In Tehran’s oldest and tiniest teahouse, there are treats and tradition.
Kazem Mabhutian, who wears a trimmed beard, a crimson scarf, and a bronze-colored waistcoat, serves a continuous stream of customers in Tehran’s smallest and oldest teahouse, but at 63, he is relying on God to send him a successor.
His 1.5-square-metre chaikhaneh (tea house) is hidden from the main street in a Grand Bazaar passageway, jammed between a garments shop and the door of a mosque.
Despite this, it is the most well-known among tea connoisseurs in Tehran.
Mabhutian proudly relates the century-old narrative of the renowned Haj Ali Darvish Tea House in between pouring cups of boiling brew for his patrons.
Haj Ali Mabhutian, also known as the Dervish or Beheshti, or “He Who Deserves Paradise,” was born in Hamedan, Iran, according to him.
“At the age of 15, he arrived to Tehran in search of work. Haj Hassan, who had started the business in 1918, sold it to him.”
Cups and teapots, tea cartons, and a samovar water heater are arranged around him. There’s an antique radio, a paraffin lamp, dervishes statuettes, and gold-colored Nabat sticks, a saffron-scented barley sugar.
A tourist ministry plaque on the wall certifies that the location “is part of the intangible cultural heritage of the country.”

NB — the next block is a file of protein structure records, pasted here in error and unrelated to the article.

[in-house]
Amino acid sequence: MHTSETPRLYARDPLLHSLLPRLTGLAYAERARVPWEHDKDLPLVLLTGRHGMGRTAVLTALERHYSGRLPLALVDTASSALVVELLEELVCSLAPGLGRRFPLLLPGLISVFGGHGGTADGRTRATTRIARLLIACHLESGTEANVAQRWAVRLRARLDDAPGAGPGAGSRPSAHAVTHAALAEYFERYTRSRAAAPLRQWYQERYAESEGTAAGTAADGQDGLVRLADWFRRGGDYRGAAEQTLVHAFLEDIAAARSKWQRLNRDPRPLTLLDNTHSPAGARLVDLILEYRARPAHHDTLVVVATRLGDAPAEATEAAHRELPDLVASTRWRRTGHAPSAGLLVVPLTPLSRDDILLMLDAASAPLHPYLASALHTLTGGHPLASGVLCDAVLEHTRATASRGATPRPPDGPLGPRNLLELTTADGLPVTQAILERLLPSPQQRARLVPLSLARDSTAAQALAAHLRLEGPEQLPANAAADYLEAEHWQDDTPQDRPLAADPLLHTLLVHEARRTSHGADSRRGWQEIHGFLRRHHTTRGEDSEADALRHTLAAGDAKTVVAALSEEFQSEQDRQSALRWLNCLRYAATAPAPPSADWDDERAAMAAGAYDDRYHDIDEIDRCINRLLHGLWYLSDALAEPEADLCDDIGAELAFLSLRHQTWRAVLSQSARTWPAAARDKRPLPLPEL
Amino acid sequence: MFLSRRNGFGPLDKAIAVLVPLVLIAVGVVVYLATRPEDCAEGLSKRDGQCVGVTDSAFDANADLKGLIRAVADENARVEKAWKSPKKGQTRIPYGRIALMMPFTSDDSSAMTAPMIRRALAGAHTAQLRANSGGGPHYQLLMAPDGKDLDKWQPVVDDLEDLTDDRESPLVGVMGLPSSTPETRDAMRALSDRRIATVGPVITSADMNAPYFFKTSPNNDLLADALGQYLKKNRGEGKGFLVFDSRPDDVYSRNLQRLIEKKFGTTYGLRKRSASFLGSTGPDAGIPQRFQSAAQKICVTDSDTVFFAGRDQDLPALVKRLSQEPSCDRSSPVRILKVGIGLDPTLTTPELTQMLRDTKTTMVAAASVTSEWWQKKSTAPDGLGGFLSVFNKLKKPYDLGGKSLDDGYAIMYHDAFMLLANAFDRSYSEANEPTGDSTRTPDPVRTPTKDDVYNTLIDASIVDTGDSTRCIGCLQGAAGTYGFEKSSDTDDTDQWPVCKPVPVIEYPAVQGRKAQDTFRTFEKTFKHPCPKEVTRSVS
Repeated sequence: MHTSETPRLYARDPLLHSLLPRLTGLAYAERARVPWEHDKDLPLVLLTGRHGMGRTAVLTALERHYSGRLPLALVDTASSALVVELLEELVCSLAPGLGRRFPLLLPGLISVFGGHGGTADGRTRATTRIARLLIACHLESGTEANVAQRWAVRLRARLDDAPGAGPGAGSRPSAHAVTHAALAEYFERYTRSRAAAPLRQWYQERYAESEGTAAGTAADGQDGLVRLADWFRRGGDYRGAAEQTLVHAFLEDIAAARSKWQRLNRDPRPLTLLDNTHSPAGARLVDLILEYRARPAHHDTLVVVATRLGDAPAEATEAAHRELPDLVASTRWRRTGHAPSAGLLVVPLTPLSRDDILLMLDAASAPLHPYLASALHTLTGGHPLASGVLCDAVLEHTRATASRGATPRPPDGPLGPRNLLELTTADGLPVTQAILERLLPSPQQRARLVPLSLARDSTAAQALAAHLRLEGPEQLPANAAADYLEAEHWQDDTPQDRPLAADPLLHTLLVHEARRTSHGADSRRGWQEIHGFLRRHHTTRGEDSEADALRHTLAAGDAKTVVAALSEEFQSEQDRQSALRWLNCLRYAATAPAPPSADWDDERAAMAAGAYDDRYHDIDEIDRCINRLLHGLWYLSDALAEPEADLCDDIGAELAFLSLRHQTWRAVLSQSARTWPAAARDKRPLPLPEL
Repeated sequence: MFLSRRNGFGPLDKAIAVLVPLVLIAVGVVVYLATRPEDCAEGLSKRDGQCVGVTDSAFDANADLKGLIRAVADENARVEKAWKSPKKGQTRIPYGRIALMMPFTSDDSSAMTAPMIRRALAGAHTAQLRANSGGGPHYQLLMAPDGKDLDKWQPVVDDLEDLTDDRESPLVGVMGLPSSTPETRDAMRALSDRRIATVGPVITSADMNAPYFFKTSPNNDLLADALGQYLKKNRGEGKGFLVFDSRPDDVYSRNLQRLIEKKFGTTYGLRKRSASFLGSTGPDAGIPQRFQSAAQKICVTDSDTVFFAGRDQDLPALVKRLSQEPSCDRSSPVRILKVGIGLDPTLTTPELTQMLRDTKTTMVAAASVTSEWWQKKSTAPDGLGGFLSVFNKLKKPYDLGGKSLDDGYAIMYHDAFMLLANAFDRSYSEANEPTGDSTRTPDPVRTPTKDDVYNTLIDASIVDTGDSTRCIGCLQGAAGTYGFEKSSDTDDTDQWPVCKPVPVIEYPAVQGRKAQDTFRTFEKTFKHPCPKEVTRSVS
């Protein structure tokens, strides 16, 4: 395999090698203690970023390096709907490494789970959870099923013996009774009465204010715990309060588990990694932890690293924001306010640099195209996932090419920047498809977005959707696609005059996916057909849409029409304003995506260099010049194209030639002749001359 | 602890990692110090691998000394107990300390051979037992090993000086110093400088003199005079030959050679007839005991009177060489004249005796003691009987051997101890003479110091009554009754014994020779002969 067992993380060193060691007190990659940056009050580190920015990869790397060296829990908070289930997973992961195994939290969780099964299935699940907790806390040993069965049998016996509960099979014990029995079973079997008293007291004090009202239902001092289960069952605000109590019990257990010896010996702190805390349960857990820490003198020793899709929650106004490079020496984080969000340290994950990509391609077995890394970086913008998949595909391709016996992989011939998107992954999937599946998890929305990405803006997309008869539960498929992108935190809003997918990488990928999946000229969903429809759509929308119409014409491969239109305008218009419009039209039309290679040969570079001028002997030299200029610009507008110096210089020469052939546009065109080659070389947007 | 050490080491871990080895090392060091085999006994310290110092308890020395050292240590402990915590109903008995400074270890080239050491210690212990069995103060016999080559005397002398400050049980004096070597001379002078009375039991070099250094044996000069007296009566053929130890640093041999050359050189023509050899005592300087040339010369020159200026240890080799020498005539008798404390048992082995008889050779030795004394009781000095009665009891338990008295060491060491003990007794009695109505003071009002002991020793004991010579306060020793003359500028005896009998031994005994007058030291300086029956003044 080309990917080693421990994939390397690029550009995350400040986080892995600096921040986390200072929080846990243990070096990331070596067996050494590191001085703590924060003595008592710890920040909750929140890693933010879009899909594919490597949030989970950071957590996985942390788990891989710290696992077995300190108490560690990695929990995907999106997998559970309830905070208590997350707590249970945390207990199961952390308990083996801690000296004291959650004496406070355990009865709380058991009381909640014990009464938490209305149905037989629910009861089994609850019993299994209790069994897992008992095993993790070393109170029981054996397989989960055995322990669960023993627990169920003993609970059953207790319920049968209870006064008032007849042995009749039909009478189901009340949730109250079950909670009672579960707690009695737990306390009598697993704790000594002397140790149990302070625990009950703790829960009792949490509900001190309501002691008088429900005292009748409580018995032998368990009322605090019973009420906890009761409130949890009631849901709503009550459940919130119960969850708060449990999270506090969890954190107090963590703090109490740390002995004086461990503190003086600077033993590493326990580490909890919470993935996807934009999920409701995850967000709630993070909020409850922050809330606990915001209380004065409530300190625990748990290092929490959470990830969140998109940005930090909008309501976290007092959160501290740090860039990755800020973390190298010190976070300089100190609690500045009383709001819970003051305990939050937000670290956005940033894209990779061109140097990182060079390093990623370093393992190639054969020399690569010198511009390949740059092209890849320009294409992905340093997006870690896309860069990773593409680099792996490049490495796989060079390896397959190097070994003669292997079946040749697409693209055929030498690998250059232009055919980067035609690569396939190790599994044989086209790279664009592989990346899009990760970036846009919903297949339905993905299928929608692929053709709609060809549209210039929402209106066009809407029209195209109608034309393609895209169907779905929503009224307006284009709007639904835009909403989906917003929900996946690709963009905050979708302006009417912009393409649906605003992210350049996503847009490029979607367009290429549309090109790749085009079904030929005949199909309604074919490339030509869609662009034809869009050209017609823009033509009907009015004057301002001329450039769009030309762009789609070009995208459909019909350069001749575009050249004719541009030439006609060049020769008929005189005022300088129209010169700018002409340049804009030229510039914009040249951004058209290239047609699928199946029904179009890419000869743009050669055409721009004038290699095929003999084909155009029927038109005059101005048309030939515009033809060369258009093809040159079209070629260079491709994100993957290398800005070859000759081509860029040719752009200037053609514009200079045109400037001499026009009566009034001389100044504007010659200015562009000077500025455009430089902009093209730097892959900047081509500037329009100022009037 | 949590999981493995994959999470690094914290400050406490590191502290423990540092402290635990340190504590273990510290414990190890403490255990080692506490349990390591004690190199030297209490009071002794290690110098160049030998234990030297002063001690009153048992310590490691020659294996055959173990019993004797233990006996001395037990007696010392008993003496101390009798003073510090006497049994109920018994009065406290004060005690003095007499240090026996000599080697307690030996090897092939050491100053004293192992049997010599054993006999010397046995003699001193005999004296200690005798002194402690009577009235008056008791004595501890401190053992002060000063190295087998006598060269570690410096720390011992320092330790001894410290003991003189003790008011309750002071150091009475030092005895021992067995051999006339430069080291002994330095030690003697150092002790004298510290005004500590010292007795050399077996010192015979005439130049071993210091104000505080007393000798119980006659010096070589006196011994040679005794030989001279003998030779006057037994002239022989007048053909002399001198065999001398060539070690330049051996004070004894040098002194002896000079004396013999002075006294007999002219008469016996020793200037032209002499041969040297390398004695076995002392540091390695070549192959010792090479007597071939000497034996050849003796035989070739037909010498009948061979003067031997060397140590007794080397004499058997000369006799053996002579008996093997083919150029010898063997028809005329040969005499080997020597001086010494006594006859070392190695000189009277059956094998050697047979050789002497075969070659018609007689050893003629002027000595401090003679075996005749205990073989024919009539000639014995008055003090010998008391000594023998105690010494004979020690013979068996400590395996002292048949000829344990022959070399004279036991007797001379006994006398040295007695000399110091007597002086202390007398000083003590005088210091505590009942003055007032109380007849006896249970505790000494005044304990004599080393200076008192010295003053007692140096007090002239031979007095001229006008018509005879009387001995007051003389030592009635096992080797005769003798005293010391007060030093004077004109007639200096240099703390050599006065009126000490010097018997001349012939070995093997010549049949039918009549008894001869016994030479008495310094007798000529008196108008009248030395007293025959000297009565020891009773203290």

Mabhutian produces cardamon, cinnamon, mint, thyme, and hibiscus brews every day from 7:30 a.m., in addition to the traditional Iranian black tea.
His favorite, however, is his unique “tea of kindness,” a bright yellow concoction of mint, lemon, and saffron.
Experts estimate that Iranians drink an average of nine little glasses of tea each day, or 100,000 tonnes per year.
“This house, recognized as the tiniest in the world, was run by my father until 2007,” Mabhutian added. “Then he shattered his leg and was never able to work again. He lived at home until his death, at the age of 92, in 2018.”
Kazem then quit his work as an advertising agency and took over the company.
“I have no regrets,” he stated. “Advertising used to be a business, but this is a love story. “I picked this work because of my heart, not because of the money.”
A cup of tea costs 100,000 rials (35 cents) on the menu, but “the tariffs are not fixed,” he explained. “It is dependent on the customer’s financial situation.”
He serves about 200 people per day.
“The majority of them come from outside the market. Brief News from Washington Newsday.